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This was a question on my study guide, and I believe that the script is pinging the ip addresses, so the 2nd choice. Can somebody confirm this for me?

The 5th column of NMAP output below is the IP address. Armed with that information, what does the script below do?

nmap -n -p80 -sS -PN --open 192.168.1.0/24 | grep "Nmap scan report" | awk '{print $5}' | while read IP; do ping -c 1 $IP && echo "I can ping $IP" ; done

Select one:

  • It will resolve the network names of the hosts running web servers

  • It will ping all of the IP addresses between 192.168.1.0 and 192.168.1.255

  • It will search the network for Telnet servers

  • It will see if ICMP ECHO REPLY is returned from all hosts running web servers in the 192.168.1.1-255 range

  • It will connect to every web page on the network and download the banner

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closed as off-topic by jasonwryan, Chris Down, slm, 1_CR, Anthon Dec 20 '13 at 6:01

This question appears to be off-topic. The users who voted to close gave this specific reason:

  • "This question has been posted on multiple sites. Cross-posting is strongly discouraged; see the help center and community FAQ for more information." – jasonwryan, Chris Down, slm, 1_CR, Anthon

2 Answers 2

up vote 2 down vote accepted

Firstly, I like to check the linux man(ual) pages for questions like this. Also of note, is that this script uses piping: http://en.wikipedia.org/wiki/Pipeline_%28computing%29

For example, by opening terminal and typing man nmap, we can see what nmap does and what each argument means

From the man page for nmap

Nmap (“Network Mapper”) is an open source tool for network exploration
       and security auditing.

-n/-R: Never      do DNS resolution/Always resolve [default: sometimes]
-p <port ranges>: Only scan specified ports
-sS/sT/sA/sW/sM:  TCP SYN/Connect()/ACK/Window/Maimon scans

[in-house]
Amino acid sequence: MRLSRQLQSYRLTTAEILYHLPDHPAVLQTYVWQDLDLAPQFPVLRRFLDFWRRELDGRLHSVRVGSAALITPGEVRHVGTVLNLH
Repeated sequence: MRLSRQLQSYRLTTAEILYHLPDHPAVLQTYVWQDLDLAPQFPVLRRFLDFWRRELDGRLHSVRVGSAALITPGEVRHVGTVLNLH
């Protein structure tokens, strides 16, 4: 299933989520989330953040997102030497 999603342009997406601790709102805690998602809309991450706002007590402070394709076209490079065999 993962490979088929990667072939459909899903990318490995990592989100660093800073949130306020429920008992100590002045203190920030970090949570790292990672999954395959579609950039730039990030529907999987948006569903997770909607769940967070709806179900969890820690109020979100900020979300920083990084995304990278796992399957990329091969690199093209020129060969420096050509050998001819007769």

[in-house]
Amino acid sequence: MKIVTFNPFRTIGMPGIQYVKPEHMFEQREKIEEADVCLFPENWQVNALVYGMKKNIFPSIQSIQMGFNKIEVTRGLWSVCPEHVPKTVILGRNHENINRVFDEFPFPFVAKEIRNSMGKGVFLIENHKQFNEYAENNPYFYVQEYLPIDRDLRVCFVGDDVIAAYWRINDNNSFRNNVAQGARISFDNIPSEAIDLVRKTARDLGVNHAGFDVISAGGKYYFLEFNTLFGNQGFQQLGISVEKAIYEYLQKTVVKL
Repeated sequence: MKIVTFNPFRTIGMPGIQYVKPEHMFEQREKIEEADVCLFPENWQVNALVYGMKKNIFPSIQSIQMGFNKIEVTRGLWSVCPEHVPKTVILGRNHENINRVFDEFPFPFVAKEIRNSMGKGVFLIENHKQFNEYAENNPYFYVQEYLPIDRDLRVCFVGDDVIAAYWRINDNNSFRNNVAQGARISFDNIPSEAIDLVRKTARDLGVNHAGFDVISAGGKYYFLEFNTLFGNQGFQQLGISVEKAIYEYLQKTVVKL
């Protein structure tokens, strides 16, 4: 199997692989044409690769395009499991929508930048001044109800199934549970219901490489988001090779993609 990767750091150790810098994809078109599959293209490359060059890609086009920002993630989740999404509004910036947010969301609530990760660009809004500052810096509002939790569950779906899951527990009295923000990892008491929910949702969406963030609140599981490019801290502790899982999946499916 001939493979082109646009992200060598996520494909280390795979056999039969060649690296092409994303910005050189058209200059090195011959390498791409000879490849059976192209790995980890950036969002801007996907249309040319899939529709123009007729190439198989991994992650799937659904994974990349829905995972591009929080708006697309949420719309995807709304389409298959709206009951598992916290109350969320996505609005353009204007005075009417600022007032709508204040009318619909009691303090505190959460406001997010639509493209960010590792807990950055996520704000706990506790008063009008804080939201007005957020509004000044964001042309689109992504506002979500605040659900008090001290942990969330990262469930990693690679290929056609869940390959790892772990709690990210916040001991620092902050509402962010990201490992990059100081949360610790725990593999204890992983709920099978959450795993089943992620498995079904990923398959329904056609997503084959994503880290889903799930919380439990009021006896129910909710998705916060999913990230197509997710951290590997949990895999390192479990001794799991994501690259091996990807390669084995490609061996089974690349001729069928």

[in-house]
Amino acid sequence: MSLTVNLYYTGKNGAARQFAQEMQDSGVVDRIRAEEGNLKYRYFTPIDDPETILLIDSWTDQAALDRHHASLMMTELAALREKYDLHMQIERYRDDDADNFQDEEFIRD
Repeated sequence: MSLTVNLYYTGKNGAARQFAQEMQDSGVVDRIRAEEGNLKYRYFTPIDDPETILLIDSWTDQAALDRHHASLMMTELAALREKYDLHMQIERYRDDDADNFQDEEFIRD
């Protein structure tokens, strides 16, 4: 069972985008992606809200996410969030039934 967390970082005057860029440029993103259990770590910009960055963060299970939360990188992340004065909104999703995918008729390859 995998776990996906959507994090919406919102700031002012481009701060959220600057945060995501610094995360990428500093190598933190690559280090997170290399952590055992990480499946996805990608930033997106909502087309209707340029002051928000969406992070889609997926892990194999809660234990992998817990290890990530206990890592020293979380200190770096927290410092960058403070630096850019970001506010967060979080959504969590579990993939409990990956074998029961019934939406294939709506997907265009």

-Pn (No ping) .   This option skips the Nmap discovery stage altogether.
--open            (Show only open (or possibly open) ports) .

So, from that, it seems we're doing some kind of scan without DNS resolution, only on port 80, with a SYN packet and while skipping the discovery stage. Also, it seems we're only interested in open ports, and we're doing this for everything that seems to match 192.168.1.*.

This is because the address is 192.168.1.0/24, where 24 corresponds to the number of bits in the IP (Another lesson!). 192.168.1.1/16 would mean anything on 192.168.., 192.168.1.1/8 would mean anything on 192...*, and so on.

Grep will scan the input and print out the lines that match your query. In this case, it will run through everything that Nmap tells you, and print only the lines that contain "Nmap scan report".

When I run:

    sudo nmap -n -p80 -sS -PN --open 192.168.1.1 | \
       grep "Nmap scan report" 

the result is: "Nmap scan report for 192.168.1.1"

From there, the line "Nmap scan report for 192.168.1.1" gets pushed into the awk input. From the manpage: "mawk - pattern scanning and text processing language"

In this context, awk is taking the "Nmap scan report for 192.168.1.1" that I mentioned, and isolating just the IP address. Indeed, we can cheat a little bit by testing this in terminal:

    echo Nmap scan report for 192.168.1.1 | awk '{print $5}'

will spit out: 192.168.1.1

Now, there's the while loop going on:

    while read IP; do ping -c 1 $IP && echo "I can ping $IP" ; done

The while loop says, while there's an IP to be read, ping it -c times (in this case, one), and (&&) print to the command window (echo) "I can ping <IP>", before that iteration of the loop comes to an end. What does ping do?

Let's check the manpage: "ping, ping6 - send ICMP ECHO_REQUEST to network hosts"

So for all of the IP addresses that nmap determined had open ports 80, the computer should ping (send an ICMP ECHO_REQUEST) each once and print that it has done so.

Now, port 80 is used for HTTP traffic, in other words, web server type stuff. Because nmap has been told to look at open port 80, a host (internet enabled computer) with a closed port 80 will be ignored. For that reason, I would say your best bet is likely "It will see if ICMP ECHO REPLY is returned from all hosts running web servers in the 192.168.1.1-255 range."

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Thank you for your help in explaining –  Garbth Bobby Dec 20 '13 at 3:45

It's the fourth choice.

Web servers listen on port 80 by default, and that's where -p80 in the nmap command line comes into play. In other words, it's looking for hosts that have port 80 open and seeing which of these will reply to an ICMP ECHO request, otherwise known as a ping.

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Thank you very much sir –  Garbth Bobby Dec 20 '13 at 3:09
    
@GarbthBobby You are quite welcome. –  Joseph R. Dec 20 '13 at 3:09
    
If you could answer any of these that would be very helpful as well serverfault.com/questions/562648/… @Joseph R. –  Garbth Bobby Dec 20 '13 at 3:10
    
@GarbthBobby Sorry, I have zero experience with PowerShell. –  Joseph R. Dec 20 '13 at 3:15

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